TOP STORIES FROM NOVEMBER
Mayor, Cllr Steve Nunn, presenting a pack to Collette Riding, sales manager at Prospect Homes
WELCOME PACK FOR NEWCOMERS
OPEN DAY FOR TOWN’S CCTV SCHEME
VILLAGE HAILS BAN ON HGVS
A delegation from the village of EAST HARLING in Norfolk was delighted to hear that Norfolk County Council has agreed to a trial period of an 18-ton weight restriction on lorries travelling through the village. The parish council has been fighting for over 30 years for a review of the route hierarchy that was set in the early 1980s. Surveys showed an average of 280 HGVs per day in an eight-hour period and that over 40 per cent of these vehicles could take a suitable alternative route avoiding the village.
LAUNCH FOR COMMUNITY TOILET SCHEME
FARNHAM Town Council in Surrey has launched a new community toilet scheme in cooperation with local businesses. The initiative was launched at The Queen’s Head pub, whose landlady, Jessica Masterson-Smith, came up with the idea, having seen it in action in Australia. Similar schemes already operate in other areas of the UK, providing facilities without the need for large investment from public funds or the need to charge users. Participating businesses will display a specially designed logo in their windows, and a number have already signed up. The town council will pay each £200 per year towards the additional costs.
GREEN FLAG FOR STUDHAM
Friends of STUDHAM Common celebrated the award of a Green Flag for the ninth successive year. Studham is located in the Chilterns countryside and the common is a designated County Wildlife Site, with a rich variety of habitats supporting an abundance of wildlife, including endangered and rare species such as skylarks and the hazel dormouse. It was one of a record 1,686 parks and green spaces to win a prestigious Green Flag Award this year.
NEW PARISH OFFICE OPENS FOR BUSINESS
THE new purpose-built parish offices of SHENLEY BROOK END AND TATTENHOE Parish Council in Milton Keynes were opened in September at a ceremony where Iain Stewart, MP unveiled a plaque. The offices have been built on land acquired from MK Community Foundation and funded by a loan from the Public Works Board. The building will make the parish office more accessible to residents and will be a valuable community asset, with space for expansion in the future.
DESIGN BRIEF FOR DONATION BOXES
Three A-Level students doing Design and Technology at William Brookes School in MUCH WENLOCK have each designed and built a donation box for the Shropshire town’s Guildhall. The town council gave Josh Sterling, Lottie Rowlands and James Morgan a specification to design and manufacture donation boxes to replace existing ones. They could be made of any suitable material that would be secure, lockable, tamper-proof and able to take notes and coins. They also had to be sympathetic to the historical nature of the Grade II listed building. All three donation boxes are now in situ at the Guildhall.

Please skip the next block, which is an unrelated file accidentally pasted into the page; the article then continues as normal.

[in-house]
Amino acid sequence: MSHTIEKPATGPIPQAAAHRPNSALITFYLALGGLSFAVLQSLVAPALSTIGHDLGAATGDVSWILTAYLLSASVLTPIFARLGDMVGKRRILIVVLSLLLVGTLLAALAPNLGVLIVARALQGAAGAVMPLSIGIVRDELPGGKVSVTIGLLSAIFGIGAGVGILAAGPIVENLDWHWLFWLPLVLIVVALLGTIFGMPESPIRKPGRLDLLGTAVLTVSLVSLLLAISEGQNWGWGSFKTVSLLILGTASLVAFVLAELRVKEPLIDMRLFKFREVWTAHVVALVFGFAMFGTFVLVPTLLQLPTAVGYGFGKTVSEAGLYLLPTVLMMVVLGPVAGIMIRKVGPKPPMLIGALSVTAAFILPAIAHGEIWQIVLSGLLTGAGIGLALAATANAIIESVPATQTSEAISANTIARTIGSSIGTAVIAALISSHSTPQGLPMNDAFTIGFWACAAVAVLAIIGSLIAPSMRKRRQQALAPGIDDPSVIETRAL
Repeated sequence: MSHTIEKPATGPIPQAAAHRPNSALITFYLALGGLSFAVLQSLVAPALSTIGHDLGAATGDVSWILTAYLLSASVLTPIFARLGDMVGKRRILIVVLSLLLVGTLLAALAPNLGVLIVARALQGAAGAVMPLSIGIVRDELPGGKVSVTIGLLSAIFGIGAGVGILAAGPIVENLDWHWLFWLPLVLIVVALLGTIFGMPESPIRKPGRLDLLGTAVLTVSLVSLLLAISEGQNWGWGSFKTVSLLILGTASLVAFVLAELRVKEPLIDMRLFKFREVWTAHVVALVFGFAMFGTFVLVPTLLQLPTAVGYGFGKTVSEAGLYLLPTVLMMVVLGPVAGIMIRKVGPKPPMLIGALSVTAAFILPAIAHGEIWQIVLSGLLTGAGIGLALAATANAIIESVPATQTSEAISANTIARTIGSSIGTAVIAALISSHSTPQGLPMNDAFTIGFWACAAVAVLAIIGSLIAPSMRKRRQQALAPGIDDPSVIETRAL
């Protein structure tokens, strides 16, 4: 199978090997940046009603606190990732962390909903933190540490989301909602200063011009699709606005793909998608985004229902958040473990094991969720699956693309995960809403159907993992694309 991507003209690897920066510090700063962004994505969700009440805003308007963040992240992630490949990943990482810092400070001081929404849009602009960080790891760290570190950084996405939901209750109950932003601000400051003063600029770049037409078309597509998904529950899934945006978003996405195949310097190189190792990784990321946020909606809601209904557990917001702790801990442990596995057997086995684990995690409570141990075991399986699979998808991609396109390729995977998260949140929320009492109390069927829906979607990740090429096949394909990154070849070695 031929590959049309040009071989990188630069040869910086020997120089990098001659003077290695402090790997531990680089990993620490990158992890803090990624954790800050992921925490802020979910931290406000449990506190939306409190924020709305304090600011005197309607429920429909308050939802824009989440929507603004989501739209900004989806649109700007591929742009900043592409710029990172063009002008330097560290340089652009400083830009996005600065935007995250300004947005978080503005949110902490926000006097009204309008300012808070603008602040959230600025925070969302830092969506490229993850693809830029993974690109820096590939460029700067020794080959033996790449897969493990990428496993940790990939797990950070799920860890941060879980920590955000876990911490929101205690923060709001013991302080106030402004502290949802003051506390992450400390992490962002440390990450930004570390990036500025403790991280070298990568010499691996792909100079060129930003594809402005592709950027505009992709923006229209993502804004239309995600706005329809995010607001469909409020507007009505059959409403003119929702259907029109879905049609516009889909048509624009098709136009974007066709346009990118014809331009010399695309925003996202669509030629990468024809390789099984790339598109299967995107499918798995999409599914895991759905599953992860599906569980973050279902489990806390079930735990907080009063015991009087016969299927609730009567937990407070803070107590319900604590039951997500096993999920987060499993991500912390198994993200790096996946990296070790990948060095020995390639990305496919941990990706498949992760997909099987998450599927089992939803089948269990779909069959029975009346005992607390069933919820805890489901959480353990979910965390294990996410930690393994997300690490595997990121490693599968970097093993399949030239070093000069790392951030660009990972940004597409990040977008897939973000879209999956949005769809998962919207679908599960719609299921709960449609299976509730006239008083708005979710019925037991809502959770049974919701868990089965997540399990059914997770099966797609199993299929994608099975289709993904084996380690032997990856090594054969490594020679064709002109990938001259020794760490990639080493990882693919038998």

LITTLE LIBRARY BRINGS VILLAGE TOGETHER
FREELAND Parish Council in Oxfordshire has set up a Little Free Library for use by local residents. The idea came from Cllr Matthew Ruddle (pictured), who had seen it in action in the United States. He successfully applied for a Community Activities Grant of £350. The simple idea behind the library is “take a book, leave a book”; anyone is welcome to take or donate as many books as they like. It is located in the middle of the village, and has a shelf designated for children’s books, which have proved especially popular.
GRAFITTI SPRAYJAM IN BURNHAM
BURNHAM-ON-SEA and Highbridge Town Council supported an event for graffiti artists back in August. The SprayJam event was organised by Becky Hewlett, a teacher at the King Alfred School, who had worked with artists on a project on Birnbeck Pier. It involved known street artists and students from the school, who painted hoardings and buildings around the town and attracted artists from as far afield as Germany. According to clerk Denise Emery, it is hoped to make it an annual event.
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Welcome pack for newcomers
DENHOLME Town Council in West Yorkshire has produced a “Welcome Pack” for new residents. The idea for the pack came from the Joseph Rowntree Foundation’s “Neighbourhood Approaches to Loneliness” project and the council has paid for the packs using funding remaining from that. Local organisations and businesses have donated leaflets to put in the packs which also contains the council’s quarterly newsletter. The packs will be given to residents moving into new homes and are also available from the town council office for residents to pass on to new neighbours.